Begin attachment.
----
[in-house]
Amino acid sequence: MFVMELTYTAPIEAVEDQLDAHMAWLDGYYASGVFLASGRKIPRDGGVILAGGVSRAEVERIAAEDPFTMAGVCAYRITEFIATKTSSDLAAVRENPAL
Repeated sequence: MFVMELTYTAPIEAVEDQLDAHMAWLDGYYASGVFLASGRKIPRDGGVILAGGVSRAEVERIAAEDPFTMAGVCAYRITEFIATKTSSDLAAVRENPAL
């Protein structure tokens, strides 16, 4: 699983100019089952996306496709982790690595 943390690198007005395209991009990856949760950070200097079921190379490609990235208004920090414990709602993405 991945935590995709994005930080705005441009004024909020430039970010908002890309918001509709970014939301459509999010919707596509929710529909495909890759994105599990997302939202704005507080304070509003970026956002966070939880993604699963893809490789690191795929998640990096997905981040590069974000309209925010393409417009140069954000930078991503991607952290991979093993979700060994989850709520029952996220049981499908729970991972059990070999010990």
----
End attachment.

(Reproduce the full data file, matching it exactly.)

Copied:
[in-house]
Amino acid sequence: MFVMELTYTAPIEAVEDQLDAHMAWLDGYYASGVFLASGRKIPRDGGVILAGGVSRAEVERIAAEDPFTMAGVCAYRITEFIATKTSSDLAAVRENPAL
Repeated sequence: MFVMELTYTAPIEAVEDQLDAHMAWLDGYYASGVFLASGRKIPRDGGVILAGGVSRAEVERIAAEDPFTMAGVCAYRITEFIATKTSSDLAAVRENPAL
């Protein structure tokens, strides 16, 4: 699983100019089952996306496709982790690595 943390690198007005395209991009990856949760950070200097079921190379490609990235208004920090414990709602993405 991945935590995709994005930080705005441009004024909020430039970010908002890309918001509709970014939301459509999010919707596509929710529909495909890759994105599990997302939202704005507080304070509003970026956002966070939880993604699963893809490789690191795929998640990096997905981040590069974000309209925010393409417009140069954000930078991503991607952290991979093993979700060994989850709520029952996220049981499908729970991972059990070999010990």